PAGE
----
Once your dog is spayed or neutered, for the rest of your dog’s life, their organ systems will be struggling to create some type of hormonal balance. Failure to maintain hormonal balance can lead to catastrophic outcomes.
Clearly, the concept of spay/neuter to curb overpopulation and perhaps make dogs more manageable did not take into account the possible unintended consequences of wholesale removal of sex hormones as a means of rendering dogs sterile.
Current scientific study has established that sex hormones are responsible for much more than reproduction in dogs (and humans). Sex hormones affect canine growth and development, behavior, immune system competency, and a dog’s susceptibility to major diseases including cancer, diabetes and other metabolic or endocrine-related disease.
This section of our website will explore the increased incidence of cancer and emerging chronic diseases spay/neuter causes – only some of which the veterinary community has acknowledged. We experienced many of these clinical disorders with our own dog Billy. All of our conclusions as to how and why these diseases are occurring are supported by research on both canines and humans.
Most hormones are produced by a group of glands known collectively as the endocrine system. Even though these glands are located in various parts of the body, they are considered one system because of their similar functions and relationship to each other.
Your hormones should exist in harmony with each other. When levels of each hormone are in the right proportions, body systems are stable. The body must constantly fine-tune hormone release to keep levels within proper limits. This balance is accomplished through an intricate series of positive and negative feedback mechanisms. When balance is lost, hormone deficiencies and excesses can cause chronic symptoms and disorders, and raise risks for disease. A critical portion of the endocrine/hormone system can be envisioned as a three-legged stool wherein the adrenal hormones, thyroid hormones and sex hormones balance one another to maintain stability of the endocrine system. Removal of most or all of the sex hormones leg, as happens with spay/neuter, leaves the stool/endocrine system unstable and dangerous.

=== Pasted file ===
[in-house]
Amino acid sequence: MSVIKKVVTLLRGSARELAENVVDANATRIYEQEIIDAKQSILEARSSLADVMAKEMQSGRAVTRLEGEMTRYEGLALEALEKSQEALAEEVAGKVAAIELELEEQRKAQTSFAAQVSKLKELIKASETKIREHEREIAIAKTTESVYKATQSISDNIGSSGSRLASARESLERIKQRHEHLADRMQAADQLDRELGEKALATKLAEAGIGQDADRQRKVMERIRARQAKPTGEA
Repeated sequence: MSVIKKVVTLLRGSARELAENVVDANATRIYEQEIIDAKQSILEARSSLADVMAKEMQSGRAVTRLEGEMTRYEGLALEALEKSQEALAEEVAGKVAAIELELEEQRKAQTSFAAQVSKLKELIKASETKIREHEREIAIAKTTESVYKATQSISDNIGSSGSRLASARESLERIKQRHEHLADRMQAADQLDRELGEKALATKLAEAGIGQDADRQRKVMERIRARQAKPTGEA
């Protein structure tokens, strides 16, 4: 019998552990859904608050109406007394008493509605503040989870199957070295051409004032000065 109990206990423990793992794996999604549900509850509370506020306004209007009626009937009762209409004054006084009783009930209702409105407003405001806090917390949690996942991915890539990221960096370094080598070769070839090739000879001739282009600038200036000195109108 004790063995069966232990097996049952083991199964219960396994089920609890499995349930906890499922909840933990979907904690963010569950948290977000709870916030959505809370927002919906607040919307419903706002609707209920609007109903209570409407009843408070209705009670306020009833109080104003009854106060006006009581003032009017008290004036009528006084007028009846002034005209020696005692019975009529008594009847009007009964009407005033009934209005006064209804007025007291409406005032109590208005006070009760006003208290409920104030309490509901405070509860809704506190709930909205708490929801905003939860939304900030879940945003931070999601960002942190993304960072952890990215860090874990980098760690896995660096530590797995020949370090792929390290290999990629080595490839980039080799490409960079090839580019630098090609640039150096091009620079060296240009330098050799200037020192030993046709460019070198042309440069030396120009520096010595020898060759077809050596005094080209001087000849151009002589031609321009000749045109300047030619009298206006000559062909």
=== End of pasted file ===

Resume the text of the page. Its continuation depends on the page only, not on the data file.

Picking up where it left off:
The adrenal glands, located at the top of each kidney, provide the all important function of producing hormones that help the body control blood sugar, burn protein and fat, react to stressors like a major illness or injury, and regulate blood pressure. After spay/neuter, the adrenal glands must take on the additional burden of producing sex hormones to compensate for the loss of the reproductive organs. Consequently, spay/neuter’s effect upon the dog’s developing endocrine system as a whole is huge, because the gland most affected (the adrenal gland) has so many responsibilities for processes essential to life itself. The younger the dog at the time of spay or neuter, the greater the detrimental effect upon growth, metabolism, immunocompetence and behavior as well as personality development.85
The compromise in immune function created by spay/neuter predisposes dogs to develop cancer as well as other immune-mediated diseases, the most recognizable being allergies, inflammatory bowel disease, and hypothyroidism.
Over a prolonged period of time, disruption of the endocrine system can create a sustained/chronic stress-related hypercortisolism (excessive cortisol produced by the adrenal glands) which promotes the development of various pathologic conditions, including metabolic syndrome (fat around waist, insulin resistance which can lead to type 2 diabetes, Cushings, decreased bone and muscle mass, diminished sex steroid production, hypothyroidism, hyperestrinism, and reduced levels of growth hormone) as well as cardiovascular conditions. These diseases are discussed in detail in our Hormones and the Endocrine System page.
For those dogs with orthopedic diseases due to the developmental effects of early spay/neuter, the physical stress of the reparative surgeries and the ongoing pain caused by orthopedic issues that cannot be remedied (e.g. elbow dysplasia) provide evidence as to how the endocrine response to stress in these dogs can be overtaxed and ultimately irreparably damaged. Billy was one of those dogs whose endocrine system could not recover from neutering and the subsequent orthopedic surgeries and treatments. He would go on to develop four chronic diseases associated with a material disruption of the endocrine mediated stress response – hypothyroidism, Atypical Cushings, hyperestrinism and diabetes.